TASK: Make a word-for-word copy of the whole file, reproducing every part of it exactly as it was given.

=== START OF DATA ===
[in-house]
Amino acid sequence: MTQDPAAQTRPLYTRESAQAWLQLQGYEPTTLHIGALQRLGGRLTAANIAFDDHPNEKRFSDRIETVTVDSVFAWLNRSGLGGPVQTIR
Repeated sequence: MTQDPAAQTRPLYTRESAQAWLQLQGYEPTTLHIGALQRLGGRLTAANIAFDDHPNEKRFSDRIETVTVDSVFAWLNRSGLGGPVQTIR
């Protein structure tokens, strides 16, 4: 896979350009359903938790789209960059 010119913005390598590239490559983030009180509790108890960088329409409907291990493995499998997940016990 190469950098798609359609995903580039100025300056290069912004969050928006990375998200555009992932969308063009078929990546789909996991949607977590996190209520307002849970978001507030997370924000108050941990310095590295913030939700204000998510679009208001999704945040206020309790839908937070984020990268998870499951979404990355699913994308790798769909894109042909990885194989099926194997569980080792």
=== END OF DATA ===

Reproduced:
[in-house]
Amino acid sequence: MTQDPAAQTRPLYTRESAQAWLQLQGYEPTTLHIGALQRLGGRLTAANIAFDDHPNEKRFSDRIETVTVDSVFAWLNRSGLGGPVQTIR
Repeated sequence: MTQDPAAQTRPLYTRESAQAWLQLQGYEPTTLHIGALQRLGGRLTAANIAFDDHPNEKRFSDRIETVTVDSVFAWLNRSGLGGPVQTIR
């Protein structure tokens, strides 16, 4: 896979350009359903938790789209960059 010119913005390598590239490559983030009180509790108890960088329409409907291990493995499998997940016990 190469950098798609359609995903580039100025300056290069912004969050928006990375998200555009992932969308063009078929990546789909996991949607977590996190209520307002849970978001507030997370924000108050941990310095590295913030939700204000998510679009208001999704945040206020309790839908937070984020990268998870499951979404990355699913994308790798769909894109042909990885194989099926194997569980080792």